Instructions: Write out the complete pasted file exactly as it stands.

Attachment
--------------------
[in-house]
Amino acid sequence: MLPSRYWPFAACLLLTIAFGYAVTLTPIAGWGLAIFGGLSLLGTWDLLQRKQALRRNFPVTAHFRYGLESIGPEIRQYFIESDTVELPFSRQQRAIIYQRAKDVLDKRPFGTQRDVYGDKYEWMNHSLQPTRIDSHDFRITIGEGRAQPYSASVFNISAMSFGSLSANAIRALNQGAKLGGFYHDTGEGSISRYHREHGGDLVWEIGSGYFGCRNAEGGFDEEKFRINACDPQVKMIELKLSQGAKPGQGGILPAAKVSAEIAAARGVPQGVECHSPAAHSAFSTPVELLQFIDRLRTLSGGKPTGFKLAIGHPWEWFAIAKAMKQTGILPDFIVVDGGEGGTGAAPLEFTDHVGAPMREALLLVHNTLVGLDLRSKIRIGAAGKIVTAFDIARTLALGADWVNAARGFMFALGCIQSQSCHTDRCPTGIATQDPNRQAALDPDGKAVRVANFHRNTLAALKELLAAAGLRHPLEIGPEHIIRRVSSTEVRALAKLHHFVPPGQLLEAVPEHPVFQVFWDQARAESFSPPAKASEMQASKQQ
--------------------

[in-house]
Amino acid sequence: MLPSRYWPFAACLLLTIAFGYAVTLTPIAGWGLAIFGGLSLLGTWDLLQRKQALRRNFPVTAHFRYGLESIGPEIRQYFIESDTVELPFSRQQRAIIYQRAKDVLDKRPFGTQRDVYGDKYEWMNHSLQPTRIDSHDFRITIGEGRAQPYSASVFNISAMSFGSLSANAIRALNQGAKLGGFYHDTGEGSISRYHREHGGDLVWEIGSGYFGCRNAEGGFDEEKFRINACDPQVKMIELKLSQGAKPGQGGILPAAKVSAEIAAARGVPQGVECHSPAAHSAFSTPVELLQFIDRLRTLSGGKPTGFKLAIGHPWEWFAIAKAMKQTGILPDFIVVDGGEGGTGAAPLEFTDHVGAPMREALLLVHNTLVGLDLRSKIRIGAAGKIVTAFDIARTLALGADWVNAARGFMFALGCIQSQSCHTDRCPTGIATQDPNRQAALDPDGKAVRVANFHRNTLAALKELLAAAGLRHPLEIGPEHIIRRVSSTEVRALAKLHHFVPPGQLLEAVPEHPVFQVFWDQARAESFSPPAKASEMQASKQQ